S = (V^2 - U^2) / 2a = (12^2 - 20^2) / 2(-9.81) = (144 - 400) / (-19.62) = - 56 / -19.62 = 2.8542... = 2.854m

EDIT @ 10 mins later. You should always check a post that is being challenged before replying on your high horse!!! My original calculation was in error because of a typo!!!!

I subtracted 400 from 144 and should have written -256 NOT -56. Therefore -256/-19.62 = 13.0479.. = 13.048m to nearest mm.

You are correct Dan!!

We are both idiots lol.

I made loads of mistakes, your way is correct. I wrote my equation so no negatives would appear. Which is incorrect.

Man does not say much for either of us. Lol.

• 1
##### Share on other sites  2 minutes ago, Ozymandias said:

Now I have to redeem myself.

'... find the time between the instants at which the ball is at this height [13.048m]'.

Assuming no aerodynamic effects the same formulae are applicable here:  (1) v = u + at ;   (2) v^2 = u^2 + 2aS ;   and (3) S = ut + (1/2)at^2

Initial Velocity (u)            = 20m/s

Subsequent Velocity (v) = 12m/s

Deceleration Rate (a)     = - 9.81m/s^2

Distance Moved (S)       =     13.048m

Time (t)                          =     ?

Using S = ut + (1/2)at^2

13.048 = 20t + (1/2)(-9.81)t^2

13.048 = 20t - 4.905t^2  (a quadratic equation in t)

4.905t^2 - 20t + 13.048 = 0 (solve for t using the formulae t = {-(-b) +/- sqrt[b^2 - 4ac]}/2a

So,    t = {-(-20)+/- sqrt[(-20)^2 - 4(4.905)(13.048)}/2(4.905)

t =  {20  +/-  sqrt(400 - 256)} / 9.81

t =  {20 +/- 12}/9.81

t = 32/9.81  or  8/9.81  =  3.2619  or 0.8155

Therefore, the interval or time between these two times is 3.2619 - 0.8155  =  2.4465 seconds

Perfect.

Edit: Well that's what I got too. Don't make it right lol.

Edited by danydandan
• 1
##### Share on other sites  Assume that a bee flies directly back and forth at a constant 5m/s between its hive situated beside a straight road and a honey pot being carried towards the hive by a beekeeper walking at a steady 3km/hr along the same road. When the bee starts to fly the honey pot is initially 1 kilometre from its hive. How far will the bee have flown in total when the beekeeper reaches its hive? [Admittedly, the poor bee will be knackered!!!]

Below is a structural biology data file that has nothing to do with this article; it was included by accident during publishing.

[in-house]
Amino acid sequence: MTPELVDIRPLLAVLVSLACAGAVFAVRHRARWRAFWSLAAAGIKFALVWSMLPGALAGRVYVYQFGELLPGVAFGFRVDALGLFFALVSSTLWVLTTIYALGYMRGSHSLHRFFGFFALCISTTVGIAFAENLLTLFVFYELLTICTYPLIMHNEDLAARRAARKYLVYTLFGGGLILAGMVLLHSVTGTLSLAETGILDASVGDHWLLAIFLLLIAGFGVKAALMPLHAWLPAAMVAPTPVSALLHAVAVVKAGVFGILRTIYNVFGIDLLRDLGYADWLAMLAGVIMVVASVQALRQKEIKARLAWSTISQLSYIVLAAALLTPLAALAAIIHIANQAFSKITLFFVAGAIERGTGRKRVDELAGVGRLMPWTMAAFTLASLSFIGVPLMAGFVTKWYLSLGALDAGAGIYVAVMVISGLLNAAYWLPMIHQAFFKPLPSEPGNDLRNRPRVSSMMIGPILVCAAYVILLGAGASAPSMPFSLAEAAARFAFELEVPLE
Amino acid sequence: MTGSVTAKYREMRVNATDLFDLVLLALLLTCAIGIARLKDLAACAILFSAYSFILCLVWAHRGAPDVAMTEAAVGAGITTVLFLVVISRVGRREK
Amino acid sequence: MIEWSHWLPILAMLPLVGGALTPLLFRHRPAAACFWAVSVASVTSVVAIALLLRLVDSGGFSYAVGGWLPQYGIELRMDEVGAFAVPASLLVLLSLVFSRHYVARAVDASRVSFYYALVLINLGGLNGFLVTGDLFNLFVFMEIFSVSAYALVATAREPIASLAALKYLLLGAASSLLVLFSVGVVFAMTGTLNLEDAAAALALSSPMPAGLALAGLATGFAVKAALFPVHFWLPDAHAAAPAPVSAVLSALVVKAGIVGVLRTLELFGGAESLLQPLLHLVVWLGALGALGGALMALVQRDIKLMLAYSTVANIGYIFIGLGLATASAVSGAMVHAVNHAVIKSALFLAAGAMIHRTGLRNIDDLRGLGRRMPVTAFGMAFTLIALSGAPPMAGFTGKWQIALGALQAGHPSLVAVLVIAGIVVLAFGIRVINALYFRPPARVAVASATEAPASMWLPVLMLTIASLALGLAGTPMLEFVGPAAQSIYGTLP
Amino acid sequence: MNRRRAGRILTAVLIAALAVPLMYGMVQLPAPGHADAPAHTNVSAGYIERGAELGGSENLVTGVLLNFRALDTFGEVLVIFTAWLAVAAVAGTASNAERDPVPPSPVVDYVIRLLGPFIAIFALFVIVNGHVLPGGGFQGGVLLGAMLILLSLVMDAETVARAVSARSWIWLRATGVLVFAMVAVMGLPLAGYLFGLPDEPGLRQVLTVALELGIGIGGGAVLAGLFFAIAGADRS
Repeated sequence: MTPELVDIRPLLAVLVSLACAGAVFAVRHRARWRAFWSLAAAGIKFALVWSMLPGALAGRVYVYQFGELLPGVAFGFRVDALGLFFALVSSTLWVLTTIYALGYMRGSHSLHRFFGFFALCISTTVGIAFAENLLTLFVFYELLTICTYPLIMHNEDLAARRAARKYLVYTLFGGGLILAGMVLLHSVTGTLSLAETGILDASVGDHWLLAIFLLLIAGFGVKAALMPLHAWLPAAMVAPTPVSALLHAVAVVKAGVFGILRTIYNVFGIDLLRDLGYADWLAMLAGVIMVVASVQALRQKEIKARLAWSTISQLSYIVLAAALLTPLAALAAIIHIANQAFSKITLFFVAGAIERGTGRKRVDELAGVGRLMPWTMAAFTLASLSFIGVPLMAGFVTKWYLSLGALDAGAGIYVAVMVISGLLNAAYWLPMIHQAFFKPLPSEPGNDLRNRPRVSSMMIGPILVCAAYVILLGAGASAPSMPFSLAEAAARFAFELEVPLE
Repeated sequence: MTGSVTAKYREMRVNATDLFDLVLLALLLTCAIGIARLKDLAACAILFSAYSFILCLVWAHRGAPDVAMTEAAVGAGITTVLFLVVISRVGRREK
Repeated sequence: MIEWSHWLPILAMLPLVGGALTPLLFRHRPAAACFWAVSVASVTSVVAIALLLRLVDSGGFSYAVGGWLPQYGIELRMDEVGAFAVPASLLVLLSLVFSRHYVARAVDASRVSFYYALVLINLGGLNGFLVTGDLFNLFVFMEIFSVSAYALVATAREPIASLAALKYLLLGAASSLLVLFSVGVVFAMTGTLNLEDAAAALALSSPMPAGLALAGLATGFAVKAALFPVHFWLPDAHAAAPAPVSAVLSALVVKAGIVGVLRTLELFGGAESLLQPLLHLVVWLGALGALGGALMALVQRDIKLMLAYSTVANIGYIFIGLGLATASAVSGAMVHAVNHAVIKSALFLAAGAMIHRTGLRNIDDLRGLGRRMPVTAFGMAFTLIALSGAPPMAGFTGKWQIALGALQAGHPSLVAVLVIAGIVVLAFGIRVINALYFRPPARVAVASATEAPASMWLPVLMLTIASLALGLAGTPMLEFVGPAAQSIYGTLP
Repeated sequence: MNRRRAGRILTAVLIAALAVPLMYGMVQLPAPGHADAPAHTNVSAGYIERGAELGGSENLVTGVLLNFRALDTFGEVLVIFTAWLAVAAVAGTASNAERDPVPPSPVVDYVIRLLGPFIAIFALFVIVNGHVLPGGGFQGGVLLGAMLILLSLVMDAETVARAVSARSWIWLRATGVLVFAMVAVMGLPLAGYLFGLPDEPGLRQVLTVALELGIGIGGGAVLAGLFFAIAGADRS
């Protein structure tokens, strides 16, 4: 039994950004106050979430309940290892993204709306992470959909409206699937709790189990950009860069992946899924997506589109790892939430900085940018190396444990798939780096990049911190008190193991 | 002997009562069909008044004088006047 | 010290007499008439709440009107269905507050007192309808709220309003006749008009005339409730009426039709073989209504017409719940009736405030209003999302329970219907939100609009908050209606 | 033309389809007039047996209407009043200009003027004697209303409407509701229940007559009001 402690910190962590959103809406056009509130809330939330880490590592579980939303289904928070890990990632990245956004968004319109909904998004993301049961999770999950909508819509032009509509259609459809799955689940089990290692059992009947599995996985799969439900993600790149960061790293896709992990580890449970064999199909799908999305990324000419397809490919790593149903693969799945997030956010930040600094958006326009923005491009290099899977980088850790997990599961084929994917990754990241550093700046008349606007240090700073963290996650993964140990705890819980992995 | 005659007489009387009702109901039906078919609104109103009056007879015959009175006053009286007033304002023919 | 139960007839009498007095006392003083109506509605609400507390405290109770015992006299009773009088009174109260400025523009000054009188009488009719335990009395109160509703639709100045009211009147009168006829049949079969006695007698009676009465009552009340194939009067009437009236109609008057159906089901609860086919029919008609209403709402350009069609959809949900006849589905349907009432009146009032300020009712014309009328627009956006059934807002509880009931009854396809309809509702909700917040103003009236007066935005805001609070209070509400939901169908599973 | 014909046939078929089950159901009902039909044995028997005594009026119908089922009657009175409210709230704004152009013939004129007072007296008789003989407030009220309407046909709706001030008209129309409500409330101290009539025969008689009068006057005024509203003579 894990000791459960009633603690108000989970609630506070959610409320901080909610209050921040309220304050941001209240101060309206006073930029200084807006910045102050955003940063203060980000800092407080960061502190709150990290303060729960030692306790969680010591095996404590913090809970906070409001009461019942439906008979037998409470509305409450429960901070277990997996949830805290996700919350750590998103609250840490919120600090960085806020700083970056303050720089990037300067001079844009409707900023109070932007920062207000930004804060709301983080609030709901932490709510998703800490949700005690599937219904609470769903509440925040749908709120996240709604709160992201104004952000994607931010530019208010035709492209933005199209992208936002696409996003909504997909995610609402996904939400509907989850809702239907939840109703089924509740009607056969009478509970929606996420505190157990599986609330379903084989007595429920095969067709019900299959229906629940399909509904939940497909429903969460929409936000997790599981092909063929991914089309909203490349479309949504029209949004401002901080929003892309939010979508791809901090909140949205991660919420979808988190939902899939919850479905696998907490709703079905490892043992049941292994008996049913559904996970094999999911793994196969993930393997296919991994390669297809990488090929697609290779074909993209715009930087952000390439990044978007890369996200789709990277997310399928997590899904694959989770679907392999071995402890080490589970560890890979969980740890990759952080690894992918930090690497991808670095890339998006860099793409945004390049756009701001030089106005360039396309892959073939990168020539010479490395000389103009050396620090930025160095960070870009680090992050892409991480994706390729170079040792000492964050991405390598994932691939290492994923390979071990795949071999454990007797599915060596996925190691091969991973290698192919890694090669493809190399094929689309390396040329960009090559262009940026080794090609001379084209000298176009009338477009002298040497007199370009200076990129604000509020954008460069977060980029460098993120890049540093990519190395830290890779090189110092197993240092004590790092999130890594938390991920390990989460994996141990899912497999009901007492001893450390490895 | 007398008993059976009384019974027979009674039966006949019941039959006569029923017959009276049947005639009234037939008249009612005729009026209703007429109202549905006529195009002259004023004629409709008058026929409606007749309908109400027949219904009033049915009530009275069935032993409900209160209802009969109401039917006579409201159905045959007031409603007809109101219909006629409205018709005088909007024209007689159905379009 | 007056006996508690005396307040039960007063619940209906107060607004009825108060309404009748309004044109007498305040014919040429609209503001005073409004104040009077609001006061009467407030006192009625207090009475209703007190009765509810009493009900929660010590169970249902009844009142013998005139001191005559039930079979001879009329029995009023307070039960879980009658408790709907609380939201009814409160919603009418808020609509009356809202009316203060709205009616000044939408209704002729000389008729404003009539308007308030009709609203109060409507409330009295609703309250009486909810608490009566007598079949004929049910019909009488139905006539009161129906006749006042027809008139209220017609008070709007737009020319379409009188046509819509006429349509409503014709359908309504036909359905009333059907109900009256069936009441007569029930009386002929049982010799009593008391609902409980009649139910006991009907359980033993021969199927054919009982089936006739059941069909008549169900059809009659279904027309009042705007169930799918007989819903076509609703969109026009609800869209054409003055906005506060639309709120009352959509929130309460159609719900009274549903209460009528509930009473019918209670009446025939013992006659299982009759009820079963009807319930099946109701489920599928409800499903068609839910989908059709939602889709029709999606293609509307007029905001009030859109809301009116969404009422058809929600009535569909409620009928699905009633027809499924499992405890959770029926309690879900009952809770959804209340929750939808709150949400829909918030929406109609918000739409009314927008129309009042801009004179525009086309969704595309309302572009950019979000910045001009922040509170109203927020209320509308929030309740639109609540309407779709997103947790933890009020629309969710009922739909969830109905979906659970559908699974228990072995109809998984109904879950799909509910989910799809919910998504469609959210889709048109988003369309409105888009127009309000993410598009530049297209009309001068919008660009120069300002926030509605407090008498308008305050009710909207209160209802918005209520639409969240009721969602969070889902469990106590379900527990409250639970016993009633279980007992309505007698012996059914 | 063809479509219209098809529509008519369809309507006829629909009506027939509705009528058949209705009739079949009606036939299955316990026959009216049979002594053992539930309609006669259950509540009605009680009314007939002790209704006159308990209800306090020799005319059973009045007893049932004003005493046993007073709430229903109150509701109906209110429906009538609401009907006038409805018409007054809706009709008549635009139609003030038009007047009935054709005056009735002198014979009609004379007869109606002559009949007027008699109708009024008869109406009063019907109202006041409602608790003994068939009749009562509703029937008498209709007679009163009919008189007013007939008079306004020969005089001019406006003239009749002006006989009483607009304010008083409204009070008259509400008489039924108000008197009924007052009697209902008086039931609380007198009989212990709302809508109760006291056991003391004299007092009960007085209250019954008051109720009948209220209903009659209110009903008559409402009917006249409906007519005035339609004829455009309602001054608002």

Edited by Ozymandias
##### Share on other sites  On 10/20/2018 at 4:11 PM, Ozymandias said:

Assume that a bee flies directly back and forth at a constant 5m/s between its hive situated beside a straight road and a honey pot being carried towards the hive by a beekeeper walking at a steady 3km/hr along the same road. When the bee starts to fly the honey pot is initially 1 kilometre from its hive. How far will the bee have flown in total when the beekeeper reaches its hive? [Admittedly, the poor bee will be knackered!!!]

Any takers? I note that there have been over 60 views of this teaser which isn't as difficult as it appears. Although there is some maths needed it doesn't require an elaborate mathematical solution.

Edited by Ozymandias
##### Share on other sites  12 minutes ago, Ozymandias said:

Any takers? I note that there have been over 60 views of this teaser which isn't as difficult as it appears. Although there is some maths needed it doesn't require an elaborate mathematical solution.

I'm waiting to give someone else a chance, wait till tomorrow.

##### Share on other sites  1 hour ago, danydandan said:

I'm waiting to give someone else a chance, wait till tomorrow.

OK, Dan. I'll do nothing.